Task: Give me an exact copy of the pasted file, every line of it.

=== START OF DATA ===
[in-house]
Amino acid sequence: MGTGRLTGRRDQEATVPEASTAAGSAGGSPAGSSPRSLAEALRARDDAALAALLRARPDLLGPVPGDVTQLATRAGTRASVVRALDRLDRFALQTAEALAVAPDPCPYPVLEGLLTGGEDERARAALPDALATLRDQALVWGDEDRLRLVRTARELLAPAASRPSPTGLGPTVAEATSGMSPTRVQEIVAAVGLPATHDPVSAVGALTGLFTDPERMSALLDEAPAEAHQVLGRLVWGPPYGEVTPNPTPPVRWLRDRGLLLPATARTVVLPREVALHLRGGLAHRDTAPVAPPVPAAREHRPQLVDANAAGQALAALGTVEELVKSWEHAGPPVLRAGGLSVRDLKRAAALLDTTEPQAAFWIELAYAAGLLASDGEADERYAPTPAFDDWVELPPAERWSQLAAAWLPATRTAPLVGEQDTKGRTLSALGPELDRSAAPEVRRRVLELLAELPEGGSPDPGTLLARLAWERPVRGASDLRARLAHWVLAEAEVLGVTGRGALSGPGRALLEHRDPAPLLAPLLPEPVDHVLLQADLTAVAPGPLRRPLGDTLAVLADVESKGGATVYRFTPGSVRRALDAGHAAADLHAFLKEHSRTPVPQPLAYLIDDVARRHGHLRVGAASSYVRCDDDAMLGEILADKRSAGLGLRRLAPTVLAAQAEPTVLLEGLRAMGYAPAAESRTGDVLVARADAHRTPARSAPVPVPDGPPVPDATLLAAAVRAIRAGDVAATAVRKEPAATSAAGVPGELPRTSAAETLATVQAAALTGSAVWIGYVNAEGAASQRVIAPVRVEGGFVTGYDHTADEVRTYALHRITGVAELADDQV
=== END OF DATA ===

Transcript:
[in-house]
Amino acid sequence: MGTGRLTGRRDQEATVPEASTAAGSAGGSPAGSSPRSLAEALRARDDAALAALLRARPDLLGPVPGDVTQLATRAGTRASVVRALDRLDRFALQTAEALAVAPDPCPYPVLEGLLTGGEDERARAALPDALATLRDQALVWGDEDRLRLVRTARELLAPAASRPSPTGLGPTVAEATSGMSPTRVQEIVAAVGLPATHDPVSAVGALTGLFTDPERMSALLDEAPAEAHQVLGRLVWGPPYGEVTPNPTPPVRWLRDRGLLLPATARTVVLPREVALHLRGGLAHRDTAPVAPPVPAAREHRPQLVDANAAGQALAALGTVEELVKSWEHAGPPVLRAGGLSVRDLKRAAALLDTTEPQAAFWIELAYAAGLLASDGEADERYAPTPAFDDWVELPPAERWSQLAAAWLPATRTAPLVGEQDTKGRTLSALGPELDRSAAPEVRRRVLELLAELPEGGSPDPGTLLARLAWERPVRGASDLRARLAHWVLAEAEVLGVTGRGALSGPGRALLEHRDPAPLLAPLLPEPVDHVLLQADLTAVAPGPLRRPLGDTLAVLADVESKGGATVYRFTPGSVRRALDAGHAAADLHAFLKEHSRTPVPQPLAYLIDDVARRHGHLRVGAASSYVRCDDDAMLGEILADKRSAGLGLRRLAPTVLAAQAEPTVLLEGLRAMGYAPAAESRTGDVLVARADAHRTPARSAPVPVPDGPPVPDATLLAAAVRAIRAGDVAATAVRKEPAATSAAGVPGELPRTSAAETLATVQAAALTGSAVWIGYVNAEGAASQRVIAPVRVEGGFVTGYDHTADEVRTYALHRITGVAELADDQV